U.S. Supreme Court Overturns Defense of Marriage Act, Passes on Prop 8
The federal Defense of Marriage Act (DOMA) was overturned and California’s Proposition 8 passed back to the state in two Supreme Court decisions issued today.
The Court decided not to rule on Proposition 8, the California state constitutional amendment, passed by voters in 2008, stating that “only marriage between a man and a woman is valid or recognized in California.” The Court asserted that the ballot supporters who defended the proposition in lower courts actually lacked the right to do so. The decision not to rule on the case puts the issue back in the state’s hands, likely allowing for legal gay marriages in California.
The U.S. Supreme Court also ruled in favor of Edith Windsor of New York, entitling her to a $363,000 refund in estate taxes, which she had to pay upon the death of her 42-year life partner, Thea Spyer. The Court decided that, “DOMA is unconstitutional as a deprivation of the equal liberty of persons that is protected by the Fifth Amendment.” The ruling also allows legally married gay couples to access hundreds of legal and financial marriage benefits offered by the federal government.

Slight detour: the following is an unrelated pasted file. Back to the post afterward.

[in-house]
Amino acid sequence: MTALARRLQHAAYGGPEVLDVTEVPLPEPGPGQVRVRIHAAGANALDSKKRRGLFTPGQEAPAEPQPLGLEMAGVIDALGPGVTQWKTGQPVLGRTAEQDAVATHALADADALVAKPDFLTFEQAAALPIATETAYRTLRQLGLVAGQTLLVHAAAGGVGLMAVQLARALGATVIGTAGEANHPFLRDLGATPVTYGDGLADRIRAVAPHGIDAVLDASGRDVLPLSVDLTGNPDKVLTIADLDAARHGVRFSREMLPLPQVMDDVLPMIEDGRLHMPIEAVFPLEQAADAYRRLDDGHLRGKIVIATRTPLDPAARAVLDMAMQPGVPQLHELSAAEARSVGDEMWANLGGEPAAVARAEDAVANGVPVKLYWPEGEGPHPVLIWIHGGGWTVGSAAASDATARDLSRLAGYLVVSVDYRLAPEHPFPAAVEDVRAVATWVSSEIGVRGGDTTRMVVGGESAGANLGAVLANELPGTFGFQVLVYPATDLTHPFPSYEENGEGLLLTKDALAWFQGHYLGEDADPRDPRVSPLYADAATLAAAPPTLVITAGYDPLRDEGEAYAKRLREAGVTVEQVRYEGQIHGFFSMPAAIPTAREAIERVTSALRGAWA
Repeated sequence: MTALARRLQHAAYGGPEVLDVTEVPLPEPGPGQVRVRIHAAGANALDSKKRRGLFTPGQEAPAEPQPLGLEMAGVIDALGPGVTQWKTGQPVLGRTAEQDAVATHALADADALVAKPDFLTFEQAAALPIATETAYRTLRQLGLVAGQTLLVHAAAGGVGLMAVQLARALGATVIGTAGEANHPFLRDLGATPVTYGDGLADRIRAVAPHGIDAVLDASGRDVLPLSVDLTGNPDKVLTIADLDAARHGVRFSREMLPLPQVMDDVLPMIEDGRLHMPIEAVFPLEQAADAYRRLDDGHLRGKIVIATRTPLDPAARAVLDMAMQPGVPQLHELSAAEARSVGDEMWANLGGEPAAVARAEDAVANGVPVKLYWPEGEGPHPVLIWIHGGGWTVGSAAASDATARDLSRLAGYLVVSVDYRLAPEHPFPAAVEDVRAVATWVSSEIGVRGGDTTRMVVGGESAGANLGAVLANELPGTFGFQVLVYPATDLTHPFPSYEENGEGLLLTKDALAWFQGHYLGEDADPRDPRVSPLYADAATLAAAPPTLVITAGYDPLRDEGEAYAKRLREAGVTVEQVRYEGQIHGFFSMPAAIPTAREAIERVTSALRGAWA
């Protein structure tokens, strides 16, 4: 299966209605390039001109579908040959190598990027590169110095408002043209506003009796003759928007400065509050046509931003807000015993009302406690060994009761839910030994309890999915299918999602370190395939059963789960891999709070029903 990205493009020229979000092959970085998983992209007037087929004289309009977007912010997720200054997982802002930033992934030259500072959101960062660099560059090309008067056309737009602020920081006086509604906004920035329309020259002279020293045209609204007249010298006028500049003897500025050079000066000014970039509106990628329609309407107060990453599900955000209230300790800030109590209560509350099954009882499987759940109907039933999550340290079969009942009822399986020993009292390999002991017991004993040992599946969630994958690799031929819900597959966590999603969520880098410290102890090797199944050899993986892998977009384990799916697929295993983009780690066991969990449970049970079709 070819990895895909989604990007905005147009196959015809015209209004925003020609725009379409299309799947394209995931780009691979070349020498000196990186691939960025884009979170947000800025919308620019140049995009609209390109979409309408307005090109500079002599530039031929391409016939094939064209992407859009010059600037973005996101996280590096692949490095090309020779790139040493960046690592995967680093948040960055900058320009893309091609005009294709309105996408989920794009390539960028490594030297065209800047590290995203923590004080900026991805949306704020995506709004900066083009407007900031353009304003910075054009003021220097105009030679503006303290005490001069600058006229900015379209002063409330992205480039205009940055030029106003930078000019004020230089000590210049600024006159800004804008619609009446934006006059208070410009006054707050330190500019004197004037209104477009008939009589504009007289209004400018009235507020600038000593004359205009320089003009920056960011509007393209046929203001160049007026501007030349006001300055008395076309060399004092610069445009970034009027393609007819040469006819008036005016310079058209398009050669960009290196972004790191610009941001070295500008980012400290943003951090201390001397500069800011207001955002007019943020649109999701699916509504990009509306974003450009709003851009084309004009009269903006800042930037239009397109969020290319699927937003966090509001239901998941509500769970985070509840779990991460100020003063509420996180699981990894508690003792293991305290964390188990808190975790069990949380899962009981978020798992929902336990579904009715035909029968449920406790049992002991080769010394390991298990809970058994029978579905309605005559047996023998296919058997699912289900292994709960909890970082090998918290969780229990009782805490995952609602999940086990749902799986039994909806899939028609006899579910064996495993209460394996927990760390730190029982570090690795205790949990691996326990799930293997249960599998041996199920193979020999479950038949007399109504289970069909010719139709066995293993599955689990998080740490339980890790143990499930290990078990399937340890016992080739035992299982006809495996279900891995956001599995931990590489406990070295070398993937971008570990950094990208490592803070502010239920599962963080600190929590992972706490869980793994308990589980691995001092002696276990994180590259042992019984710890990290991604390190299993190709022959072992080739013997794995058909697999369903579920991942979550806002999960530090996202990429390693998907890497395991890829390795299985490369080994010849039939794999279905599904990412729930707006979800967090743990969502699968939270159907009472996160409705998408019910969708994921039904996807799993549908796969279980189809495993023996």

Many Coloradans are celebrating and a rally will take place at 6:30 p.m. today on the west steps of the state Capitol.
“A historic moment has come with the court’s decision,” said Lauren Fortmiller of Denver, who has been with her partner Pamela Thiele for 12 years. “There are so many layers to this process, so many celebrations along the way.”
Others are not celebrating the rulings.
“Regardless of the outcome, Focus on the Family will do what we’ve always done; strengthen marriages and council people along the way,” said Carrie Earll, spokeswoman for Focus on the Family and its policy advocacy wing, CitizenLink.
Today’s rulings are especially big news for couples in the 12 states where gay marriage is legal. Although civil unions are now allowed in Colorado, the state’s Amendment 43 — approved by voters in 2006 — defines marriage as between one man and one woman.